Armenia and Azerbaijan: theorizing rivalry in the Eurasian borderlands

Armenia and Azerbaijan: theorizing rivalry in the Eurasian borderlands

Monday, 2 December 2019 - 5:00pm to 7:00pm
Venue: 
Nissan Lecture Theatre
Speaker(s): 
Dr Laurence Broers (SOAS, Conciliation Resources)
Convenor: 
Professor Roy Allison (St Antony's) & Dr Alexander Morrison (New College)
Series: 
Russian and Eurasian Studies Centre Monday Seminar

Laurence Broers is the Caucasus Programme Director at London-based peacebuilding organization Conciliation Resources. He is also a research associate at the School of Oriental and African Studies, and associate fellow at the Russia and Eurasia Programme at Chatham House. He co-founded and co-edits Caucasus Survey, the first dedicated scholarly journal for the Caucasus region, published since January 2015 by Taylor & Francis. He is the author of Armenia and Azerbaijan: Anatomy of a Rivalry (Edinburgh University Press, 2019) and co-editor of the Routledge Handbook of the Caucasus (Routledge 2020) and Armenia’s Velvet Revolution: Authoritarian Decline and Civil Resistance in a Multipolar World (I.B. Tauris, 2020).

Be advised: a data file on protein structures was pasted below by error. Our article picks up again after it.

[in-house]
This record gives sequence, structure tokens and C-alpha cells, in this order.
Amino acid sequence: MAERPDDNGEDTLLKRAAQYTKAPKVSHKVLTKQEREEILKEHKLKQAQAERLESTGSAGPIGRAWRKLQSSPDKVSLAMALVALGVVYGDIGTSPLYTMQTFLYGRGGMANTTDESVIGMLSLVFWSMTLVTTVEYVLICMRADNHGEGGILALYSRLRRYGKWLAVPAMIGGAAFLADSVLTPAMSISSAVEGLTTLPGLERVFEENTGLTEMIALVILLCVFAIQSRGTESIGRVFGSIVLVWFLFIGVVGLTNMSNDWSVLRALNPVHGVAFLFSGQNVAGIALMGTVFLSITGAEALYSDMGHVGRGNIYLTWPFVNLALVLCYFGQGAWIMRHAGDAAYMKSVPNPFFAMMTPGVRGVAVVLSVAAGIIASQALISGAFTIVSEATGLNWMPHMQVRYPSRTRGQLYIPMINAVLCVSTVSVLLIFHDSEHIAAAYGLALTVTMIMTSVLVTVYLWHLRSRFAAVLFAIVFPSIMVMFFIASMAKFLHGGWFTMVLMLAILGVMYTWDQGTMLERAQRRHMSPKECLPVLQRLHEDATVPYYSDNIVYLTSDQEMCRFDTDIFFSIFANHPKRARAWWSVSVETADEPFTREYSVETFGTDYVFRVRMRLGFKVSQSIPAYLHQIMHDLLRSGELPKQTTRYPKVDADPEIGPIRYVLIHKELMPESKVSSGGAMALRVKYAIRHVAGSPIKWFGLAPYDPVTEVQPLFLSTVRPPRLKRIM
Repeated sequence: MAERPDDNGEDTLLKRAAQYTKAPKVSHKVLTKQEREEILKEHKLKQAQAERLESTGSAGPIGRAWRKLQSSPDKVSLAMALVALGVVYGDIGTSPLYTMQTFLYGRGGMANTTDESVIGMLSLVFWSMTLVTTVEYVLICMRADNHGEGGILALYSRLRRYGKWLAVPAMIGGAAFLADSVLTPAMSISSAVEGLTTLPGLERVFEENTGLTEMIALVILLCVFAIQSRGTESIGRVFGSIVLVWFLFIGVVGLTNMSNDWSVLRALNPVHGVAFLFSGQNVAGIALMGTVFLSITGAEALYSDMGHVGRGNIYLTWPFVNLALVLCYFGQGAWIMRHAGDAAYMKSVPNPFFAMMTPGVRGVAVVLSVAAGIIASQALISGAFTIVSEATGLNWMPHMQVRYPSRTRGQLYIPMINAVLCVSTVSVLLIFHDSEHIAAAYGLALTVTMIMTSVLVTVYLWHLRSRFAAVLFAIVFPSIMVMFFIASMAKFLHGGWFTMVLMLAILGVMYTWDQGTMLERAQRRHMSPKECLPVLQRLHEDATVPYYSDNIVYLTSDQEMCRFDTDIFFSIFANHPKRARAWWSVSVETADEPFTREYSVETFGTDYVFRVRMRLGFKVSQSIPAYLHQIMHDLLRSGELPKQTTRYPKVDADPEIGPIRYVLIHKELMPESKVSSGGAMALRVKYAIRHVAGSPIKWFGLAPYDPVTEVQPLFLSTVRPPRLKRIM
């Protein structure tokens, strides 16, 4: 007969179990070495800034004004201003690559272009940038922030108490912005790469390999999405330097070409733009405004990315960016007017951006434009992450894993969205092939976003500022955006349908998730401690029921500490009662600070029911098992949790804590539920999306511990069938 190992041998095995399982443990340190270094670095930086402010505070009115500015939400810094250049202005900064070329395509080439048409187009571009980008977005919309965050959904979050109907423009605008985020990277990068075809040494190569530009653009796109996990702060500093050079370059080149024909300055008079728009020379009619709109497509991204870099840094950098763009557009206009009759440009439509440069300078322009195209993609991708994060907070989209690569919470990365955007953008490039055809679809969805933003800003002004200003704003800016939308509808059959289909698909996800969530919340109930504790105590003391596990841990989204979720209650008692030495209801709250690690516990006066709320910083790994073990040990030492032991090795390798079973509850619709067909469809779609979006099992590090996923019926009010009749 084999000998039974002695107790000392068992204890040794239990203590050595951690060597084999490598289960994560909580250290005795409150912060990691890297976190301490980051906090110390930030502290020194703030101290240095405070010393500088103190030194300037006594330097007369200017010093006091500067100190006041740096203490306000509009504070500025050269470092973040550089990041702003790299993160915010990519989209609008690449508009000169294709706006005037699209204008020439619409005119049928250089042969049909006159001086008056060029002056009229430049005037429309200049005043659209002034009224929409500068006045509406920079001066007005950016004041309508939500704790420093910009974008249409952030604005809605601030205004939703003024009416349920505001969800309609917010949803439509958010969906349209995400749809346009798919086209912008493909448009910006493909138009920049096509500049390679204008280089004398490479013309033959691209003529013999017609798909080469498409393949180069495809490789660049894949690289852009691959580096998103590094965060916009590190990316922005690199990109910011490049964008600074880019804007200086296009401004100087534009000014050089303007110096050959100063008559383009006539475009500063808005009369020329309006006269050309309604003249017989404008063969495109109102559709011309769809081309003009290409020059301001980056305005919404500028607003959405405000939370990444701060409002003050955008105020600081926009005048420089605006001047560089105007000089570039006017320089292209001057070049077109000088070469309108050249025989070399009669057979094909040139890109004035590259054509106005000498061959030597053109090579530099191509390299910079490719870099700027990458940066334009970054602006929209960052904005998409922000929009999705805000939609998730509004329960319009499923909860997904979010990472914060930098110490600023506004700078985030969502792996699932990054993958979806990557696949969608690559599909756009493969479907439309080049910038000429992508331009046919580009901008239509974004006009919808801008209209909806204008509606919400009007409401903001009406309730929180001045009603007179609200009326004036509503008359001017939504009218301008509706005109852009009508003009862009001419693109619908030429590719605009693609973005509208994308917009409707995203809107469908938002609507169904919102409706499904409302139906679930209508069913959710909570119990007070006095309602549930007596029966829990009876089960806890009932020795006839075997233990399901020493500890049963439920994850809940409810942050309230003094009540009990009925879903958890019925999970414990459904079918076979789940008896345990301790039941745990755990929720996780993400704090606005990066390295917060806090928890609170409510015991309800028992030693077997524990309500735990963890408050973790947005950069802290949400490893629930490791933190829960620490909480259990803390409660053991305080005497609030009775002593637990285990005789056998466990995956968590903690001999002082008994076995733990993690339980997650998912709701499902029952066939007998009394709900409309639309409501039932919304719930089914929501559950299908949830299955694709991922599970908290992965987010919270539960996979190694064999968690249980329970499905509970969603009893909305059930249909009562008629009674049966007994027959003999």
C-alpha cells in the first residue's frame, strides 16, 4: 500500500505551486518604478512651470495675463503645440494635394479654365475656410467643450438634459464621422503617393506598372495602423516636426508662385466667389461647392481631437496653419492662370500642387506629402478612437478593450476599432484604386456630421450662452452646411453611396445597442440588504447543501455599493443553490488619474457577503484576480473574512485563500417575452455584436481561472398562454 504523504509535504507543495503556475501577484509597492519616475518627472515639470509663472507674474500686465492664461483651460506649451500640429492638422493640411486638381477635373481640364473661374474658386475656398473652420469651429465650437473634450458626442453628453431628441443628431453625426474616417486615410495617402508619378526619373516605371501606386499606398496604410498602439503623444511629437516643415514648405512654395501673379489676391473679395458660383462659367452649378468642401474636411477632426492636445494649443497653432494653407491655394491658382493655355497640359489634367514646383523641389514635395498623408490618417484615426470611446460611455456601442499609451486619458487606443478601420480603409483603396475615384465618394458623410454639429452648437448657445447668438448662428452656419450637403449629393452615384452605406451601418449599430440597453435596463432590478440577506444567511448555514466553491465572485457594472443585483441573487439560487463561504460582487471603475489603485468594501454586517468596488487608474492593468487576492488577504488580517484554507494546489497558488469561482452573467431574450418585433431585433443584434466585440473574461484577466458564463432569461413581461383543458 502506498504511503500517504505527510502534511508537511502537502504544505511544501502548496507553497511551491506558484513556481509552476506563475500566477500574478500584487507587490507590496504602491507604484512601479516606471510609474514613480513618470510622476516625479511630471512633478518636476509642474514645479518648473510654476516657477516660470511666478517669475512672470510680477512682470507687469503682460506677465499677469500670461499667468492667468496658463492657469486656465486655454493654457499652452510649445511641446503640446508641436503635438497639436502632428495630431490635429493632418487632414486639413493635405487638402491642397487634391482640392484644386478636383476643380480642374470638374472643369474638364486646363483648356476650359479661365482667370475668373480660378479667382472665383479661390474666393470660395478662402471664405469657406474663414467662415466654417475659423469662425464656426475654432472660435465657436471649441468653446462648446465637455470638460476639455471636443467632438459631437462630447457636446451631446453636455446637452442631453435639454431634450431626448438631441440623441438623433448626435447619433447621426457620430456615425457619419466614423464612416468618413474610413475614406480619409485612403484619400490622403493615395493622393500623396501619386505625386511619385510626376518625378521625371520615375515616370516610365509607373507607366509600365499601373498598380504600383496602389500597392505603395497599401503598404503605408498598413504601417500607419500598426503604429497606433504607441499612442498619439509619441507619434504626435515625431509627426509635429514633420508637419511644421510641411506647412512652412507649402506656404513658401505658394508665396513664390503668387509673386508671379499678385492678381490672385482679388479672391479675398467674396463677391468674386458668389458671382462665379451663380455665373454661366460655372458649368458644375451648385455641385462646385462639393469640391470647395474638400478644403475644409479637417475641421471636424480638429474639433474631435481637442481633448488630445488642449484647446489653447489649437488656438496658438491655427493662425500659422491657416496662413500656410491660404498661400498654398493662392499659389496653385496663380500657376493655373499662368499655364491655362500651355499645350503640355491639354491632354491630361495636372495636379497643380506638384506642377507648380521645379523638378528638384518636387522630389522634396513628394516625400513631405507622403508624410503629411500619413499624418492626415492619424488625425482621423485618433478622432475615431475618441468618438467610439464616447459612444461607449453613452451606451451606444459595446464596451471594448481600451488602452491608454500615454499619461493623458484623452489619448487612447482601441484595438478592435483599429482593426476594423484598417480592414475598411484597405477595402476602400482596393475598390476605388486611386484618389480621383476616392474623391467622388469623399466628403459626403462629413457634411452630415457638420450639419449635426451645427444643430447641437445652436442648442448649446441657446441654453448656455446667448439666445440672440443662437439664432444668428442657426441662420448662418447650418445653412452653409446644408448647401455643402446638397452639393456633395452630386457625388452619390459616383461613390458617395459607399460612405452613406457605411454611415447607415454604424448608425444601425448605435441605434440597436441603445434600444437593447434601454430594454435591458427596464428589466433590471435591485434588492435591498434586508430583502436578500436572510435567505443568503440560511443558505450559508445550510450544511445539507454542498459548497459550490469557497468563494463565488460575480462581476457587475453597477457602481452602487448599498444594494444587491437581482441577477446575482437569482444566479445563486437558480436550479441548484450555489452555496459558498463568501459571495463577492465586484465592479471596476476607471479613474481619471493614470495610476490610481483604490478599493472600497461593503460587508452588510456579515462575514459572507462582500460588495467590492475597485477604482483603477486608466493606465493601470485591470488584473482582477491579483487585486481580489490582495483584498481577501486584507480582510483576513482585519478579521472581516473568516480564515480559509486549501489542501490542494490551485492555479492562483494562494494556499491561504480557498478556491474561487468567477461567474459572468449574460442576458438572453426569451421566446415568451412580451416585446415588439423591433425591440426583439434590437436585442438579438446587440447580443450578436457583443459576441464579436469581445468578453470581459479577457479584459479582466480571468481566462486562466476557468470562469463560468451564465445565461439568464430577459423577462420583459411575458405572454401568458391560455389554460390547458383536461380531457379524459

The Armenian-Azerbaijani conflict is the longest-running dispute in Eurasia. In a new book, Laurence Broers looks beyond tabloid tropes of “frozen conflict” or “Russian land-grab”, to unpack both unresolved territorial issues left over from the 1990s and the strategic rivalry that has built up around them since then. Drawing on perspectives from critical geopolitics, regime studies and international relations, in addition to many years' experience as a peacebuilding practitioner, Broers will discuss how more than two decades of dynamic territorial politics, shifting power relations and international diffusion have contributed to the resilience of this stubbornly unresolved dispute – one of the most intractable of our times.